|HOWARD, ALEX - University Of Massachusetts, Amherst|
|BALABAN, NAOMI - Framingham State College|
|Hernlem, Bradley - Brad|
|APOSTOLIDIS, EMMANOUIL - Framingham State College|
Submitted to: Antibiotics
Publication Type: Peer Reviewed Journal
Publication Acceptance Date: 3/13/2022
Publication Date: 3/16/2022
Citation: Rasooly, R., Howard, A., Balaban, N., Hernlem, B.J., Apostolidis, E. 2022. The effect of tannin-rich witch hazel on growth of probiotic Lactobacillus plantarum. Antibiotics. 11(3). Article 395. https://doi.org/10.3390/antibiotics11030395.
Interpretive Summary: Probiotics help keep our gut healthy and regular and compete with bacteria that make us sick. However, it can be hard to keep that advantage in the face of changes in what we eat, stress and antibiotic use, among other things. Witch hazel that is rich in a substance called Hamamelitannin (WH) is known to slow the growth of certain bacteria and their ability to make people sick. In this study we looked at how WH affected the growth of a probiotic bacteria and its ability to form a “biofilm” that helps them survive. We did this under conditions that make it easy for bacteria to grow and also under poor conditions. Interestingly, while WH helps prevent the growth of harmful bacteria and their ability to make us sick, with the probiotic bacteria we found that it helped it to grow under poor conditions and maintained it under good conditions. Also, a biofilm formed with WH and the amount increased with amount of WH in either growth condition. The results point to a beneficial effect of WH to promote “good” over “bad” gut bacteria and the health of the consumer.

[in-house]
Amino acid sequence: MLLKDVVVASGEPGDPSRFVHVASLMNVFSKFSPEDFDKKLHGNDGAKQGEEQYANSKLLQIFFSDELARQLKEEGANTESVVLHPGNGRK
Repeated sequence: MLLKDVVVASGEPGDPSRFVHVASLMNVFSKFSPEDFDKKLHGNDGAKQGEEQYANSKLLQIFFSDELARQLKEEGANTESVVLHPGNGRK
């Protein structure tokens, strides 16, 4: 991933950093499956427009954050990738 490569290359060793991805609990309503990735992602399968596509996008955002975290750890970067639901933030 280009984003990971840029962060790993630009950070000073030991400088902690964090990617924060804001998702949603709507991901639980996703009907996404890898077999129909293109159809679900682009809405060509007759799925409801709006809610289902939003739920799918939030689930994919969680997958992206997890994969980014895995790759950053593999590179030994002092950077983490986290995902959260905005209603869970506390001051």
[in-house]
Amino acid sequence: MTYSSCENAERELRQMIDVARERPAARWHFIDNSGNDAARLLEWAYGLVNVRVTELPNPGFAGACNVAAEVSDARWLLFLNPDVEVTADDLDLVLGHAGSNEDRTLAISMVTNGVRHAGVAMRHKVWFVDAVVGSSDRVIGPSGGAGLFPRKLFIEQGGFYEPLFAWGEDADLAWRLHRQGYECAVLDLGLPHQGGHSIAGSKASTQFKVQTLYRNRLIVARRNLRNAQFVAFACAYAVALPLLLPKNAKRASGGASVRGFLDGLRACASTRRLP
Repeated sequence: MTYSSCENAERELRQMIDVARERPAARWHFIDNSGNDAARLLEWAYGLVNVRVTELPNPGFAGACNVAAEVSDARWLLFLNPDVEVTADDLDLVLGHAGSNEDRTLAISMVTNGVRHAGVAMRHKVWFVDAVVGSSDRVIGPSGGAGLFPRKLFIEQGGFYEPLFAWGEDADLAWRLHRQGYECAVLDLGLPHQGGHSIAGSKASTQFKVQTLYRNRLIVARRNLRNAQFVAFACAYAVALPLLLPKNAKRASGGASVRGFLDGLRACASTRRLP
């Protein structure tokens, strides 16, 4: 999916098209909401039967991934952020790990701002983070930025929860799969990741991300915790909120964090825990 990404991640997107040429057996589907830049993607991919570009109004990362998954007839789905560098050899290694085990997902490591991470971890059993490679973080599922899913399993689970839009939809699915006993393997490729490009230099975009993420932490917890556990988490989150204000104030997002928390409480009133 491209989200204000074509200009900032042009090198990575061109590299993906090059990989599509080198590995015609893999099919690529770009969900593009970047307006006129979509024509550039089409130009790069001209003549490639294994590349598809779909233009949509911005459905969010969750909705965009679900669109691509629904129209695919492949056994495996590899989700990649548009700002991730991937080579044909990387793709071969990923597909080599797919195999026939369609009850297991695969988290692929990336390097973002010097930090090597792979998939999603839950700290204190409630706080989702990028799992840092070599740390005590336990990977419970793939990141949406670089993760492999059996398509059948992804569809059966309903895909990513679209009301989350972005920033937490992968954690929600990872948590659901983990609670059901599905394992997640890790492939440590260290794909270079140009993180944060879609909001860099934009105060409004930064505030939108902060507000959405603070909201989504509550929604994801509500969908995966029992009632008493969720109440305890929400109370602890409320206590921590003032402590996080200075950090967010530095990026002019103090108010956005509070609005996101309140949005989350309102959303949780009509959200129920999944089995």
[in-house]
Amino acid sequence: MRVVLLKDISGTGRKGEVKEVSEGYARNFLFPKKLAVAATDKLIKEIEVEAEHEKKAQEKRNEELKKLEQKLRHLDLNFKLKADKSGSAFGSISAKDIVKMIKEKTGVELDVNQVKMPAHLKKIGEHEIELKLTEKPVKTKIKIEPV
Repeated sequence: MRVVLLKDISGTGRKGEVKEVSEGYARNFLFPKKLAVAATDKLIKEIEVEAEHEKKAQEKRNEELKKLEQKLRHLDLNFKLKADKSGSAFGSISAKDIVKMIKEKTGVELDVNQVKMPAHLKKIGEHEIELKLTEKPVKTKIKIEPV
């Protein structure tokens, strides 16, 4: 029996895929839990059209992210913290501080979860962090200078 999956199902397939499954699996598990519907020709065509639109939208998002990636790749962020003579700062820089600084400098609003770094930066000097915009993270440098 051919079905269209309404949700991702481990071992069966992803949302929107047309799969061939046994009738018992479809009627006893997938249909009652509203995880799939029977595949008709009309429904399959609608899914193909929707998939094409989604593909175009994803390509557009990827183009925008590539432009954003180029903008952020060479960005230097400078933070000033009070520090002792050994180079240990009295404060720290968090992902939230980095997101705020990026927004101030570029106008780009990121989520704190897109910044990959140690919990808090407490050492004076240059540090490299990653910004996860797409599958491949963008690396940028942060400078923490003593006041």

Technical Abstract: Probiotic bacteria help maintain microbiome homeostasis and promote gut health. Maintaining the competitive advantage of the probiotics over pathogenic bacteria is a challenge, as they are part of the gut microbiome that is continuously exposed to digestive and nutritional changes and various stressors. Witch hazel that is rich in hamamelitannin (WH, whISOBAXTM) is an inhibitor of growth and virulence of pathogenic bacteria. To test for its effect on probiotic bacteria, WH was tested on the growth and biofilm formation of a commercially available probiotic Lactobacillus plantarum PS128. As these bacteria are aerotolerant, the experiments were carried out aerobically and in nutritionally inadequate/poor (nutrient broth) or adequate/rich (MRS broth) conditions. Interestingly, despite its negative effect on the growth and biofilm formation of pathogenic bacteria such as Staphylococcus epidermidis, WH promotes the growth of the probiotic bacteria in a nutritionally inadequate environment while maintaining their growth under a nutritionally rich environment. In the absence of WH, no significant biofilm is formed on the surfaces tested (polystyrene and alginate), but in the presence of WH, biofilm formation was significantly enhanced. These results indicate that WH may thus be used to enhance the growth and survival of probiotics.